Taxation: Does the Queen get taxed?
It’s recently been announced that HRH Queen Elizabeth II will be gifting her property, York House, to HRH Prince Harry and Meghan Markle as their wedding present. Such an extravagant gift is usually subject to Inheritance Tax, but would this be the case for the Queen? This article explores the ways in which taxation impacts Her Royal Highness.
Income and Capital Gains Tax
Did you know the Queen is not officially a UK taxpayer and is therefore not obliged to pay Income Tax (IT) or Capital Gains Tax (CGT)? With this said, however, she voluntarily began paying both back in 1992. In terms of her wedding gift to the newlyweds, she may receive a very large Capital Gains Tax bill unless she uses Capital Gains Tax reliefs.
Council Tax Bands
The Queen must pay council tax on her properties and, as a result, has a very high council tax bill to pay each year. Buckingham Palace falls into Council Tax Band H, meaning that the Palace attracts a Council Tax bill of £1,337.62 per year. Surprisingly, Windsor Castle has an even higher bill of £2,365.16 per annum.
Even higher still, Balmoral Castle raises a Council Tax bill of £2,460.78 and her Sandringham estate in Norfolk, parts of which she has gifted away as wedding presents to HRH Princes William and Harry, costs the Queen £3,033.20 every year.
This amounts to a grand total of £9,196.76 annually, which is all paid from the Queen’s personal funds.
Anything that is owned by the Queen as sovereign is not technically owned by the monarchy and therefore is not hers to give away. Because of this, property such as the Crown Jewels does not attract Inheritance Tax (IHT).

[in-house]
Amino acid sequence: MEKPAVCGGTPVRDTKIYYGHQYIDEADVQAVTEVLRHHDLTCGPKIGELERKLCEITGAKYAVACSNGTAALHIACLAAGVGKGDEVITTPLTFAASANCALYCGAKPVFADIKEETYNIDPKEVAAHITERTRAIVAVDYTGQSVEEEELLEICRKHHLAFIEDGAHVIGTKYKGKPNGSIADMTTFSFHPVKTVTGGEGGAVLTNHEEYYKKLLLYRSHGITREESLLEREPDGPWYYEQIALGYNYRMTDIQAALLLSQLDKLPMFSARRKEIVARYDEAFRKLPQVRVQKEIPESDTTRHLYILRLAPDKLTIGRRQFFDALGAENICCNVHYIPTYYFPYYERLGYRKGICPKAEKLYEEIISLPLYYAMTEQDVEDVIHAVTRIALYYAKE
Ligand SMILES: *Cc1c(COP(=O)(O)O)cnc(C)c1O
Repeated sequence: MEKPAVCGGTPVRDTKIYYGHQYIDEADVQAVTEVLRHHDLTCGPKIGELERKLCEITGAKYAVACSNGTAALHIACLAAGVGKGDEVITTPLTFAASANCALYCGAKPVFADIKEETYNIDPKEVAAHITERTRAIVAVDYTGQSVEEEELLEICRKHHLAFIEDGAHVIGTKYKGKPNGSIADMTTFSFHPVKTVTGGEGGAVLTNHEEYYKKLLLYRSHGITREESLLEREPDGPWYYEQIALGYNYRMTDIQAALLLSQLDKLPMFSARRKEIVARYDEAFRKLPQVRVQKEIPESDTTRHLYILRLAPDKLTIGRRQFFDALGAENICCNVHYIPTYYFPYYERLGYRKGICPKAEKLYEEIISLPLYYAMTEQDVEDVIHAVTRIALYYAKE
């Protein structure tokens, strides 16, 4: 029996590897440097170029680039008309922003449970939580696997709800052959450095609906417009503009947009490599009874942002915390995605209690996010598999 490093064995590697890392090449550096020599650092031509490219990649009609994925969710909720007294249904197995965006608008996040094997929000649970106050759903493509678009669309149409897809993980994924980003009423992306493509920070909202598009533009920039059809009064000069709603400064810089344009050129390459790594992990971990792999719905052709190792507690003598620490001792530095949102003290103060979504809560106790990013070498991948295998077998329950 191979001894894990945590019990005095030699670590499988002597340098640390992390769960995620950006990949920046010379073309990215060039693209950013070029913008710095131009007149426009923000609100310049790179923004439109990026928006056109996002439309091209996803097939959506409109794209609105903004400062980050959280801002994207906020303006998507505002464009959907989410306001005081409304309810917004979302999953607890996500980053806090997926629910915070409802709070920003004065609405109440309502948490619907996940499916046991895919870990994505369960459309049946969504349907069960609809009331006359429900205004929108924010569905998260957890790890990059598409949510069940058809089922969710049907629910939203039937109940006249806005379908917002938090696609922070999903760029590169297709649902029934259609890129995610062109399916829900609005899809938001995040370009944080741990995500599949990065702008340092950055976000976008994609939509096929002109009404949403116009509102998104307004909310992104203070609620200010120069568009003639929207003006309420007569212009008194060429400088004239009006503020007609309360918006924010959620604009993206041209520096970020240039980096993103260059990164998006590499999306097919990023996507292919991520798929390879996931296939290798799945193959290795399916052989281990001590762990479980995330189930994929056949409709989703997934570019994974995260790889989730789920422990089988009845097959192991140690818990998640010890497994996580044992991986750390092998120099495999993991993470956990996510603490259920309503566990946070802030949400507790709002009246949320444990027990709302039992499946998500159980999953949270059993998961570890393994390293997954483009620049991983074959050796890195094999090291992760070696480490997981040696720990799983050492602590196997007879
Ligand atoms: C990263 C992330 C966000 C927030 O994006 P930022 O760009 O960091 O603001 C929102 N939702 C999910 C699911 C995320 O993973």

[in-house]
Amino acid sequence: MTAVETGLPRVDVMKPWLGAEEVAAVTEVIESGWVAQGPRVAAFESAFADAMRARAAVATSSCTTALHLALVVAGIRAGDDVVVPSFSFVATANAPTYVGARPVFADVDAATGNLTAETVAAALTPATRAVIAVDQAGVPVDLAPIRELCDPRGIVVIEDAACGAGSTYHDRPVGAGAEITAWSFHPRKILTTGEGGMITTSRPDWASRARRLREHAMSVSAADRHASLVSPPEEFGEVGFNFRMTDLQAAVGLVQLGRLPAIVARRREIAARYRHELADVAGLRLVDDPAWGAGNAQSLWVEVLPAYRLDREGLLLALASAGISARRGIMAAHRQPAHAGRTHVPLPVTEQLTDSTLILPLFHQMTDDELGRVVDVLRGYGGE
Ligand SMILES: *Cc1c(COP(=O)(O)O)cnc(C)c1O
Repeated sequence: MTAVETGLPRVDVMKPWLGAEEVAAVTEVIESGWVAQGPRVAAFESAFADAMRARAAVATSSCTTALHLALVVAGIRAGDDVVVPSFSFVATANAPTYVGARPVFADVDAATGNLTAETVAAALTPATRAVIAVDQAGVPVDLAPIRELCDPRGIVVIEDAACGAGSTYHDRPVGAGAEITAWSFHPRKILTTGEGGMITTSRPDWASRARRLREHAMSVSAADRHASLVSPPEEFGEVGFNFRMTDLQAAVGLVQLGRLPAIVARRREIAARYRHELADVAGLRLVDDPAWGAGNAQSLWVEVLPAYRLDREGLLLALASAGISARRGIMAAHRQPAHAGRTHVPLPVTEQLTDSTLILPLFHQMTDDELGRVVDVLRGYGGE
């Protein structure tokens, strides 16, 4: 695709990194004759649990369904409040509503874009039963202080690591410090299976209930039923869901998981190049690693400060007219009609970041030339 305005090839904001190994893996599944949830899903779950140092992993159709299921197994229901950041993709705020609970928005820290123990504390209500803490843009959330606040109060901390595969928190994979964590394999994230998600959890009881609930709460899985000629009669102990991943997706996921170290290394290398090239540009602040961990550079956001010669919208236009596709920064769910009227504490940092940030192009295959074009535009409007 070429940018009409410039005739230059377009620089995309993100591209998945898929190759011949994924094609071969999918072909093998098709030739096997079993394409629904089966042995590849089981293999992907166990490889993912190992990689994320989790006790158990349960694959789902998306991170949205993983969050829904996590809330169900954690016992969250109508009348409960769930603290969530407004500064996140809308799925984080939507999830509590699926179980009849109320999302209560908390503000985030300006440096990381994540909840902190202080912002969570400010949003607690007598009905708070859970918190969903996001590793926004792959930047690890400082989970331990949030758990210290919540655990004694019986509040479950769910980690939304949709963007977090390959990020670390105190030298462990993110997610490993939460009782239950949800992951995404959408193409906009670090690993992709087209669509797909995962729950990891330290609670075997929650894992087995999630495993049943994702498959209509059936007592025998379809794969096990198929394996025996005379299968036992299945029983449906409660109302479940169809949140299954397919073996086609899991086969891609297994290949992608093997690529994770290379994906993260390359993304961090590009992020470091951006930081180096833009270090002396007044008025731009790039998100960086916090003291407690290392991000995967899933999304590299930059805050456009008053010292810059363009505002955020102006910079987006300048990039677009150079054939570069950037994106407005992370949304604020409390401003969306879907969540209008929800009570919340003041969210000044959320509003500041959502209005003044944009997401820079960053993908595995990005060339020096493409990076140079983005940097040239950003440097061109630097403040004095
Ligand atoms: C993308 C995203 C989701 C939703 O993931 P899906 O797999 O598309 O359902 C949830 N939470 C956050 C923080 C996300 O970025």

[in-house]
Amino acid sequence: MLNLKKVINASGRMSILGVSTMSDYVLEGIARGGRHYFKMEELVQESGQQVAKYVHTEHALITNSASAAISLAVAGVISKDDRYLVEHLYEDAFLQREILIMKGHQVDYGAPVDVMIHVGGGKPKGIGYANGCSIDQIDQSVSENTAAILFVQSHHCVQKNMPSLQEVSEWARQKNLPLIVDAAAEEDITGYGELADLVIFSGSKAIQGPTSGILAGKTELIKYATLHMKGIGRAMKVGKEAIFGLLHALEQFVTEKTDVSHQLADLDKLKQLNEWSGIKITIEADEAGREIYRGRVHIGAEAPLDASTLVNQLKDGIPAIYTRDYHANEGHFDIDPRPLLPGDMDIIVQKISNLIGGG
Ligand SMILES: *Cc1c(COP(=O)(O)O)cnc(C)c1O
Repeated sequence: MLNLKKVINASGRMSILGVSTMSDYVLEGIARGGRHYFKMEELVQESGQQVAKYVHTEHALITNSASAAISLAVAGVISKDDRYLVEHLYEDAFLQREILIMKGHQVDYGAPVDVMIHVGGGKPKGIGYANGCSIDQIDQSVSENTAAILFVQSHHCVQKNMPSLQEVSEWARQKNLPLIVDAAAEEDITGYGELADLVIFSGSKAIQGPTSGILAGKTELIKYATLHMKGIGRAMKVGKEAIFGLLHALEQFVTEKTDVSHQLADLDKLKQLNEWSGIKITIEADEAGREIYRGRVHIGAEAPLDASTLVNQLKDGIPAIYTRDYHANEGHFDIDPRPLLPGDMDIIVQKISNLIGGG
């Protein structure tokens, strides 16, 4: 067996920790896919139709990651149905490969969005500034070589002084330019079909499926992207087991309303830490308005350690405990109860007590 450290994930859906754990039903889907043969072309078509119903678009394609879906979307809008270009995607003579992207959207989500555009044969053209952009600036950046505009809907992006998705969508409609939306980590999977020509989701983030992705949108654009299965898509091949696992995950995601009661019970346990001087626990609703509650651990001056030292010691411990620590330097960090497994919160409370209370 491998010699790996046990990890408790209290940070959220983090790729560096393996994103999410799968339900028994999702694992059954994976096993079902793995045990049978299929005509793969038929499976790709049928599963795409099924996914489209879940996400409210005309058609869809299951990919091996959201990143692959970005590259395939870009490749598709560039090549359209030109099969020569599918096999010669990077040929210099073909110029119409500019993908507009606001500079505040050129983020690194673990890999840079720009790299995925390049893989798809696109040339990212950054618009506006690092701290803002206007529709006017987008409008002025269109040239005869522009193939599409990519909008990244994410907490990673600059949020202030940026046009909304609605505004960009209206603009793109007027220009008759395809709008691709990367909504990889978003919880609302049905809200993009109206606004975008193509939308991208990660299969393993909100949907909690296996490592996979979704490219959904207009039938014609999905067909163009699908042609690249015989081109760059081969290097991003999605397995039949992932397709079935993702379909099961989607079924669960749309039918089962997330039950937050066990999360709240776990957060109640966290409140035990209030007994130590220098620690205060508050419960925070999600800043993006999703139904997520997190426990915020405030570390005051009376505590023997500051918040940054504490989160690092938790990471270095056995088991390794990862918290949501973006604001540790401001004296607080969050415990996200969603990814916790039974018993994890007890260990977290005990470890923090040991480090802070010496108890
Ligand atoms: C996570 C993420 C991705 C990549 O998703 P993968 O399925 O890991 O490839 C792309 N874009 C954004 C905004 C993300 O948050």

Anything that the Queen does own herself can be divided into two categories:
- That which is passing to the next in line to the throne; and
- That which is not passing to the next in line to the throne.
Inheritance passing to the next in line to the throne is exempt from IHT. This is to preserve the Monarch’s personal wealth.
Technically, any other items passing between other family members (for example the Queen’s wedding gift to Prince Harry) are not free from Inheritance Tax. As a result, if the Queen were to pass away within the next 7 years, her estate may be subject to an IHT bill. This is not set in stone, however, and a decision will still be made at the time. When the Queen’s Mother died in 2002, the decision was made not to tax her estate.
If you would like to receive advice on your own Inheritance Tax liability, or would like help in later life planning, please feel free to call a member of Lawson-West’s Wills and Probate team on 0116 212 1000 and arrange an appointment at any of our locations. We have offices in Market Harborough, Wigston and Leicester.
You can read more about Inheritance Tax on our website.View all